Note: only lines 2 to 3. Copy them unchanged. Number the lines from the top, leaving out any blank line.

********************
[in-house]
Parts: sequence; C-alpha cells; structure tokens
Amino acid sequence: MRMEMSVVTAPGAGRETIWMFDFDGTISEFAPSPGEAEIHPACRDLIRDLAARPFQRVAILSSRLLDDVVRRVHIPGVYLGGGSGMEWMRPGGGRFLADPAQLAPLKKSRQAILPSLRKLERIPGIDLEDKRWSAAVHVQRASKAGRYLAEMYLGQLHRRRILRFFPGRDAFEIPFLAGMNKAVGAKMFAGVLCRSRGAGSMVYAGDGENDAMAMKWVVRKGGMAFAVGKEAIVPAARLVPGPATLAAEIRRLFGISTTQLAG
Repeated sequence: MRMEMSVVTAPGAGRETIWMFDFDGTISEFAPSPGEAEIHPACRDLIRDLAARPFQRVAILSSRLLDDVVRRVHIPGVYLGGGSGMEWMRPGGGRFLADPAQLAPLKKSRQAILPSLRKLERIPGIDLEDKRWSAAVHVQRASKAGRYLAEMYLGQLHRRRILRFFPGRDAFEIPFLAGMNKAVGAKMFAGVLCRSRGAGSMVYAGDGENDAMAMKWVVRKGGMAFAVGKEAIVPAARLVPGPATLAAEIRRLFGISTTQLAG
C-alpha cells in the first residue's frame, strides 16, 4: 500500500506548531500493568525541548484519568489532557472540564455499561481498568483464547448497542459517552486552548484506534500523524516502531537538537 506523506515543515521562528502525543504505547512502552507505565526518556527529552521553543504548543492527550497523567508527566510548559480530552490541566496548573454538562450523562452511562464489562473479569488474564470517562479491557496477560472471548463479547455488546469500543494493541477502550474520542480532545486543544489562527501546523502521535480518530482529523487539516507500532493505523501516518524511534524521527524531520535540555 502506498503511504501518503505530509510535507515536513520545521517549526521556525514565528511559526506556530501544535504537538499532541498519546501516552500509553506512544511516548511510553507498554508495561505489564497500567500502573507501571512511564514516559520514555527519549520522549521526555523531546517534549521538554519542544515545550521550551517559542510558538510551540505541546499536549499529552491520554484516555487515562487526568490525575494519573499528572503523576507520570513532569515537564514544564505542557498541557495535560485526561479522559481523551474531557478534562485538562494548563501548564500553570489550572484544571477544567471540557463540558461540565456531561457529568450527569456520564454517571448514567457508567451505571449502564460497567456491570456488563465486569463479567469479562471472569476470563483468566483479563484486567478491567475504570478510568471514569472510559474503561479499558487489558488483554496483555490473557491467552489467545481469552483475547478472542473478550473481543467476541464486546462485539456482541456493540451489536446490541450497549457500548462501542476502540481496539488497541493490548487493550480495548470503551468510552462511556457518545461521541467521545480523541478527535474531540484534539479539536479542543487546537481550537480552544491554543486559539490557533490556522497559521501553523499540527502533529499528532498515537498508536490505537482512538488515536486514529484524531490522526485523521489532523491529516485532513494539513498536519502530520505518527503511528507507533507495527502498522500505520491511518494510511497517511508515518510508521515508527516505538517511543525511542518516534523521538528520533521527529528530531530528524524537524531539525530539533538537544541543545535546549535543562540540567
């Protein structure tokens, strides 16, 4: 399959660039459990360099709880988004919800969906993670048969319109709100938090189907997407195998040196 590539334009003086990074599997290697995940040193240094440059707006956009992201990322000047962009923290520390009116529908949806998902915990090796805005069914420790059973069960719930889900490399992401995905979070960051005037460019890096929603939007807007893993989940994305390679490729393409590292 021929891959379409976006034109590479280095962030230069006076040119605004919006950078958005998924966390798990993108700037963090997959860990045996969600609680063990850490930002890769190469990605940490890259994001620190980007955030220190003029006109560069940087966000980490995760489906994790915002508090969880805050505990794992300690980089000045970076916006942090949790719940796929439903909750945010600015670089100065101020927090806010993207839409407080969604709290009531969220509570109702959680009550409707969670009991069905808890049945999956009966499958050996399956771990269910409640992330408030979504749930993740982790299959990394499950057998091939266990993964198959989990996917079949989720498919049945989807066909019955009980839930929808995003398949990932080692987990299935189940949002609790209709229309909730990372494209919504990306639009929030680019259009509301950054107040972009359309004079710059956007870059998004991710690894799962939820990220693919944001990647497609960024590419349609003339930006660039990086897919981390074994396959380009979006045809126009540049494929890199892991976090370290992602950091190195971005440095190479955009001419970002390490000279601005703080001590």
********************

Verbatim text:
Parts: sequence; C-alpha cells; structure tokens
Amino acid sequence: MRMEMSVVTAPGAGRETIWMFDFDGTISEFAPSPGEAEIHPACRDLIRDLAARPFQRVAILSSRLLDDVVRRVHIPGVYLGGGSGMEWMRPGGGRFLADPAQLAPLKKSRQAILPSLRKLERIPGIDLEDKRWSAAVHVQRASKAGRYLAEMYLGQLHRRRILRFFPGRDAFEIPFLAGMNKAVGAKMFAGVLCRSRGAGSMVYAGDGENDAMAMKWVVRKGGMAFAVGKEAIVPAARLVPGPATLAAEIRRLFGISTTQLAG